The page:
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DayZ standalone alpha is a “recipe for disappointment” except for hardcore fans

Wednesday, 4th December 2013 22:38 GMT By Brenna Hillier

DayZ’s upcoming standalone alpha isn’t going to be a lot of fun for those who aren’t excited by an inside look at development, creative lead Dean “Rocket” Hall has warned.

In an update on the DayZ forums, Hall stressed that the build to be released through Steam Early Access will be “a true-blue apha”.

“Massive areas of the engine were entirely reworked, involving a large team of people over the last 12 months. Much of what these achievements will enable won’t be seen for many months – so I really plead for anyone who is on the fence to take a skeptical approach – watch streams, read reviews, watch some let’s play and form your opinion,” he said.

“You could always come back to the game in three, six months time and buy it then. Buying early will be a recipe for disappointment, it’s a chance for those who want to be part of that whole process. For them, the process is as much as part of the game as the whole experience. For many, this is the opposite of what they want. To enable a smooth launch, we really are targeting it at a core audience who want to get deeply involved in a very barebones experience that is a platform for future development.”

The rest of the update concerns advances Bohemia has made on holding frame rate steady despite increased player counts, and is quite interesting.

“Overall, the mood on development is quite upbeat. We’re all pretty tired, as it has been very late and long working days. We had a new programmer and new designer start this week, and some assistance from the ArmA 3 team to prepare the creation of our own audio team,” Hall added.

“We’re looking forward to getting the Alpha out into Early-Access. I think that while some might be disappointed that this is not some feature-packed, graphically focused, masterpiece – we’ve been focused on addressing the major architectural issues and it’s represented a massive body of work over the last 12 months.”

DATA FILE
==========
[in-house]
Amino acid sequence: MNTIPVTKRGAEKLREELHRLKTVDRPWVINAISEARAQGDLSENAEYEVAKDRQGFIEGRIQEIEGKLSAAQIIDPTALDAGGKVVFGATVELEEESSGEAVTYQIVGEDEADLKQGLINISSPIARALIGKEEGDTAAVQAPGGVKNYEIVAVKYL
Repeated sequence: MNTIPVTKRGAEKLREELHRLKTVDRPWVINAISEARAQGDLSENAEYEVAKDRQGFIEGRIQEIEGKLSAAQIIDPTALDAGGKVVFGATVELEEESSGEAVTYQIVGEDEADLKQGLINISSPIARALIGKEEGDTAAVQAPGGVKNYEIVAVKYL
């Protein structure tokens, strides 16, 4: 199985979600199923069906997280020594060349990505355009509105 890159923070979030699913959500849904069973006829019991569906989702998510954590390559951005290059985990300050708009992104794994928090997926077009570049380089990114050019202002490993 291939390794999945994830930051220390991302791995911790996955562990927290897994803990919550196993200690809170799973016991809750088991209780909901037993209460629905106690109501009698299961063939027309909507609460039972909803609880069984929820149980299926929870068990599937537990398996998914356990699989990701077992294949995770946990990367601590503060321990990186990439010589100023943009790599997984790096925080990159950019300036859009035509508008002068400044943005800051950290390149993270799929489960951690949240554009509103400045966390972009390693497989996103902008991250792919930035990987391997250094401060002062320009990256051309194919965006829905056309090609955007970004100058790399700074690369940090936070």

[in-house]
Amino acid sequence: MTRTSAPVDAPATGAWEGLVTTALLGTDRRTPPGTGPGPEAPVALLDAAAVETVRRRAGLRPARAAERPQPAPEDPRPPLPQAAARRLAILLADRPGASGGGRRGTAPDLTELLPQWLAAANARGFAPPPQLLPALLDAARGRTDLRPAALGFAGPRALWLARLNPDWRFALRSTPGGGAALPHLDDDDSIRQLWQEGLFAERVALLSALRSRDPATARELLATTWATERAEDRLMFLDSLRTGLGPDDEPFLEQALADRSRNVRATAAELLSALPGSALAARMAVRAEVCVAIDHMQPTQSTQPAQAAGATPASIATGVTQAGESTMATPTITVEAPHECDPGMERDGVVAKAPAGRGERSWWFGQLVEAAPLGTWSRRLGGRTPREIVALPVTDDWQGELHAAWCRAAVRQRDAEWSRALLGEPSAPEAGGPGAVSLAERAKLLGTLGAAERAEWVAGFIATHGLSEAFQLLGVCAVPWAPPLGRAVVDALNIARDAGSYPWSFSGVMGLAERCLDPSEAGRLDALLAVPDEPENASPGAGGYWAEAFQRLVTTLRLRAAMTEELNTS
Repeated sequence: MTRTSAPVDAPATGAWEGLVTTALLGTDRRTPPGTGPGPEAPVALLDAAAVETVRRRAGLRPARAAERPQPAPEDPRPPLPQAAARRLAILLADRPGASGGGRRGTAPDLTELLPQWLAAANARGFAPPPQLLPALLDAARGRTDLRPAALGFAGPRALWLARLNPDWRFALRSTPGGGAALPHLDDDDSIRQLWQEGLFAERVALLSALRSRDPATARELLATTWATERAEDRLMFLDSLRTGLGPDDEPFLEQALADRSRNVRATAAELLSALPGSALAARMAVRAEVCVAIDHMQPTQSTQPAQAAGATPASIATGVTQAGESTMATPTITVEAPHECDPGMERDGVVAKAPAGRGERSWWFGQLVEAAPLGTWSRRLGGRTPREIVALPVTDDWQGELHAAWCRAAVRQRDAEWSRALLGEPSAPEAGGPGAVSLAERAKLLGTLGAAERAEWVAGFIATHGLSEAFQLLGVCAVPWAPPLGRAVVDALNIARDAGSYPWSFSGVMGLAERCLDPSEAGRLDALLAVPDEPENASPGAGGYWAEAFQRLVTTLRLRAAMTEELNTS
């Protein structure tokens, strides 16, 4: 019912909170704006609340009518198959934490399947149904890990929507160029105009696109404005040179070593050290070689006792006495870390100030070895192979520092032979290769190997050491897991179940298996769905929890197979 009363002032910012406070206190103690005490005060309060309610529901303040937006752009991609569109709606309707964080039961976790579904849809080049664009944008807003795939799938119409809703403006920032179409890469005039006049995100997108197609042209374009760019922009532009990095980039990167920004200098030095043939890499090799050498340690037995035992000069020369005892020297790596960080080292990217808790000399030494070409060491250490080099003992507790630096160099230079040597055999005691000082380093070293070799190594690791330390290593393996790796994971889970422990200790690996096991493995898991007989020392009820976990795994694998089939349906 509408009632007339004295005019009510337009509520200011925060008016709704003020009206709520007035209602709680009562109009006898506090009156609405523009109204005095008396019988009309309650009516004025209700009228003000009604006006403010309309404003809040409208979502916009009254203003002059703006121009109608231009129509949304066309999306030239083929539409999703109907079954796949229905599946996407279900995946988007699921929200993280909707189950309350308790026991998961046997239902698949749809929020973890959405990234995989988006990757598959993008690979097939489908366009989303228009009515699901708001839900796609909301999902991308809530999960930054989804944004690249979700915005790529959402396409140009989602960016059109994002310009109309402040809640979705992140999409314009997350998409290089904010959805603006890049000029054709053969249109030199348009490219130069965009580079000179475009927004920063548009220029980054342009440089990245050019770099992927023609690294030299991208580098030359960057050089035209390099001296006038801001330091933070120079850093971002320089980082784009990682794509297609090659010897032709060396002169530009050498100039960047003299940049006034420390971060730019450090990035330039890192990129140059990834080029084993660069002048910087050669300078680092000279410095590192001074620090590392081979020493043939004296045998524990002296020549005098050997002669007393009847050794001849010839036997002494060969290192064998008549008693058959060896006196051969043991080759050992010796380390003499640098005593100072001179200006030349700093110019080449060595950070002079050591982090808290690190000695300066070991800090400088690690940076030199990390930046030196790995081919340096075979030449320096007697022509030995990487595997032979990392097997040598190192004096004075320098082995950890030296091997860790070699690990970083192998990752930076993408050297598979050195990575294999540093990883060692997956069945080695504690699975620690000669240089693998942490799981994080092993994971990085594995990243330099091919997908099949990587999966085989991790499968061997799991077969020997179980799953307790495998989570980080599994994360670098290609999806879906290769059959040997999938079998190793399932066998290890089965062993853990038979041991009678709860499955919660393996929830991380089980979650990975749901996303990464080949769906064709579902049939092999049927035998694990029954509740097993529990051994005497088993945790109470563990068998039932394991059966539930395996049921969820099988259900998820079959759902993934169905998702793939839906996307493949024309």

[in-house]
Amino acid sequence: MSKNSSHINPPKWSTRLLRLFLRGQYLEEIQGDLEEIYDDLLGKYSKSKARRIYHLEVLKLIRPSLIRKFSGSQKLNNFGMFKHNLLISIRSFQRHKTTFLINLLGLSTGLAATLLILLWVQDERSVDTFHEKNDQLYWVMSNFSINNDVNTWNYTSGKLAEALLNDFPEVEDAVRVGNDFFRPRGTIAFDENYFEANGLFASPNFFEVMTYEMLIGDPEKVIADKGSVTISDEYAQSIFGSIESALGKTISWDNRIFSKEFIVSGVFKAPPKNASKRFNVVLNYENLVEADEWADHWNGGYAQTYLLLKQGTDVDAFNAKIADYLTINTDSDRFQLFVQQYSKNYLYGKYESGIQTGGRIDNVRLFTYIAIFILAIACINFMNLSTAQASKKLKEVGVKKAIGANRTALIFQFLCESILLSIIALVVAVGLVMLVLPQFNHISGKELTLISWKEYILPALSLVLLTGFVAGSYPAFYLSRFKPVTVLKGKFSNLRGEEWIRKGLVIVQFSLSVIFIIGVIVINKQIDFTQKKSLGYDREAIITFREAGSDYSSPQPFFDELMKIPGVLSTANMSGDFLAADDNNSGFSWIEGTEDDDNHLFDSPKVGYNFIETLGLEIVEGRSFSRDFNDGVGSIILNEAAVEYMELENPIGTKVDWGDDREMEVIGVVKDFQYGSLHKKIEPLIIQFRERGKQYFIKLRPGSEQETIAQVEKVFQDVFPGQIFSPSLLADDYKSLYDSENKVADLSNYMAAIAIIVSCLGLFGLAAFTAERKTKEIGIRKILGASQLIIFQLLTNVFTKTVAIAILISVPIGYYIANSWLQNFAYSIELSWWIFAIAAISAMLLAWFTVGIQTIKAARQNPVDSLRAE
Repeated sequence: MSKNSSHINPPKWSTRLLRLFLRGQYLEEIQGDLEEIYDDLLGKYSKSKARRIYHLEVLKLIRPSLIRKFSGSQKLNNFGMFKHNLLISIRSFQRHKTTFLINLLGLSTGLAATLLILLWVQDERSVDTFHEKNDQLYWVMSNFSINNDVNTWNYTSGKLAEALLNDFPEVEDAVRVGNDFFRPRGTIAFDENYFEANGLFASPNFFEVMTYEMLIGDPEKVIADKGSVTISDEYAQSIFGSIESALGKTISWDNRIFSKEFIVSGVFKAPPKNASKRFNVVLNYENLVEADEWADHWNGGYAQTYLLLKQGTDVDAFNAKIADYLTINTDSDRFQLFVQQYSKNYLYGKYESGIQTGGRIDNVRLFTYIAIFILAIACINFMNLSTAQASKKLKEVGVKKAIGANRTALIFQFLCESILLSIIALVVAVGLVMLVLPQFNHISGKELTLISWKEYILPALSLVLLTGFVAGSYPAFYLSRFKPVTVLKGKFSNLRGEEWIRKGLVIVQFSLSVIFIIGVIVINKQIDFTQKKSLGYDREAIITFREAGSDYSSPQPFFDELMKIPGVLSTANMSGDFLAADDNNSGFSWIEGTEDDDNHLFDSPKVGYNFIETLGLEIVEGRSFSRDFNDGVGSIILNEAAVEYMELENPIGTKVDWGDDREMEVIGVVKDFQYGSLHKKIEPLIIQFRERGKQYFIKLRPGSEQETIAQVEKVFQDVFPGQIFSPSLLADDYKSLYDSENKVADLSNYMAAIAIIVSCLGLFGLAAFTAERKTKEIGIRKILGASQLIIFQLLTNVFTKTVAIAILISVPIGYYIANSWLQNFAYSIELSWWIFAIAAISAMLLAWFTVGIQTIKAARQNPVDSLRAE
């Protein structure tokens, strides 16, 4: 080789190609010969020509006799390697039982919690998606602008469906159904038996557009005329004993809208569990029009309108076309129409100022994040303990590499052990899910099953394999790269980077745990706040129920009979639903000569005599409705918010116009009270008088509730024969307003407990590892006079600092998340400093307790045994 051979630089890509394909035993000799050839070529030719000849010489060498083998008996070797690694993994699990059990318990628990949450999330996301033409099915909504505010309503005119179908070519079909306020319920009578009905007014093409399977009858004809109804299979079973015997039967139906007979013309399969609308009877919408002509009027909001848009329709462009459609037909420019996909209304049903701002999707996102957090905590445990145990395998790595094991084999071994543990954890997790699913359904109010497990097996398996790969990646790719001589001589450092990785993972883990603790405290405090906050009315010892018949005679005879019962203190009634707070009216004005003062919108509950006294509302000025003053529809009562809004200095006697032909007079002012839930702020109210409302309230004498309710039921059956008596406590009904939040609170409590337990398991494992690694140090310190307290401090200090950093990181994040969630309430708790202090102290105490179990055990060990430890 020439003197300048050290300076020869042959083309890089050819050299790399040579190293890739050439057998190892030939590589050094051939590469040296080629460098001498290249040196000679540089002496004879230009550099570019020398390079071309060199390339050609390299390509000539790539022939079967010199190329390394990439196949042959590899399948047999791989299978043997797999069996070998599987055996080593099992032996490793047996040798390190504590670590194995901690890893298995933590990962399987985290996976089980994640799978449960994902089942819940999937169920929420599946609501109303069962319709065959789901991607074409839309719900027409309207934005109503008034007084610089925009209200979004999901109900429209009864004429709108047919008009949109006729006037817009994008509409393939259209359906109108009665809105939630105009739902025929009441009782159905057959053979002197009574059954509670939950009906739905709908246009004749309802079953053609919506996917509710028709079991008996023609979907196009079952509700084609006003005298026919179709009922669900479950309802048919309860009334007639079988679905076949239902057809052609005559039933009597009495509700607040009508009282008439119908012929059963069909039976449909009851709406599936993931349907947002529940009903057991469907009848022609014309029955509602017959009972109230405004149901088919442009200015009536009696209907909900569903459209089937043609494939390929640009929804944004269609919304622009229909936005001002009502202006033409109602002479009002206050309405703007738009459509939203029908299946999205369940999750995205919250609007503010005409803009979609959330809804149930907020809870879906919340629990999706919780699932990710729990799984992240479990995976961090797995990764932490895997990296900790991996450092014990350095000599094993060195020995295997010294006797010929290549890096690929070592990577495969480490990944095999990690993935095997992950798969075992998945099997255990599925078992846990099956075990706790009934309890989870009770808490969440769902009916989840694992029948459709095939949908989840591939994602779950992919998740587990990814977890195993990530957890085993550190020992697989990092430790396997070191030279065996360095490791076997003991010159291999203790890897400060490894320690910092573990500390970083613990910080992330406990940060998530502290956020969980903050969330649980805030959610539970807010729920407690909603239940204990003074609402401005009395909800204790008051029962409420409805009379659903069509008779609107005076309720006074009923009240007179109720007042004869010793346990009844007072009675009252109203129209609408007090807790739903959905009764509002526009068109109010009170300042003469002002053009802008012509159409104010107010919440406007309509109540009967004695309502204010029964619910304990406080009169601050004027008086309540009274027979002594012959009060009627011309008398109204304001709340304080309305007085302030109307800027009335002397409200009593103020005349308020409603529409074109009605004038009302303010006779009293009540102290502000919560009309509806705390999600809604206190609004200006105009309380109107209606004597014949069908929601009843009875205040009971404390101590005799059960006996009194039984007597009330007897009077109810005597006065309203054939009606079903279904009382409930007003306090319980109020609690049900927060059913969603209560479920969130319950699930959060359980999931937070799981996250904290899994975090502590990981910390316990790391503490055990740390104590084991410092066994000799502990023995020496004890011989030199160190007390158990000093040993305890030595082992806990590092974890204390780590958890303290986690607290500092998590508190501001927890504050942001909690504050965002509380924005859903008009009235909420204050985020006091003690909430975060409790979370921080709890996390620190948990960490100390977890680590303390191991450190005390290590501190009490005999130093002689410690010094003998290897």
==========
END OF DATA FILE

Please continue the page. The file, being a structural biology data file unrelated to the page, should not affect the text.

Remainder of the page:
Thanks, Polygon.

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6 Comments

  1. ActionGameKing

    Probably the most candid developer around besides Jaffe. It’s alright man, we just wanna play some Goddamned DayZ already :)

    #1 9 months ago
  2. Cool P

    @1 Indeed I agree. But I think the point of this statement is to hold back some people that are willing to jump in the game early, play the “poor” alpha and then bash the game for being terrible. Just a preventive measure.

    #2 9 months ago
  3. ActionGameKing

    @2 Definitely. Plus the sooner it’s out in the wild, the sooner it gets fixed.

    #3 9 months ago
  4. Panthro

    Smart move Mr Rocket.

    People need to get some patience, I have 100% confidence in seeing a fare few articles informing others on how the alpha is a ‘mess’ or is full of bugs as if it isn’t in an alpha state.

    People are fucking stupid, sometimes they need a slap in the nuts for some of there stupidity.

    #4 9 months ago
  5. broketm

    #4 When Alpha starts over a year later than a beta has been promised you can’t keep pulling the “patience” card.

    I’ve given up on this, a very talkative and likeable guy. But that doesn’t mean he’s a great (lead) dev. Progress seems very slow, contradicting “large team of people”. The decision not to use the Arma 3 engine, but instead rework the Arma 2 engine to improve on things that come with the Arma 3 engine threw up warning sings for me. After a year, one of the most visible and debated “issues” seems unchanged. ‘Infected’ AI and animations are still looking terrible. But hey, we have a new compass and another GUI just as horrible as the one before.

    So yeah, I’m expecting more from the many other survival projects in development.

    #5 9 months ago
  6. deathm00n

    @5 Broketm, have you ever worked in game development? No? Then you don’t know how long it takes to make something playable, even so when you need to rework mod to turn it into a full game with a engine. Sorry if I sound so harsh, but I am. It’s easy to criticize another persons work when you don’t know how hard it is. I have little experience with game development, but let’s say it’s enough to see how hard it actually is.

    #6 9 months ago

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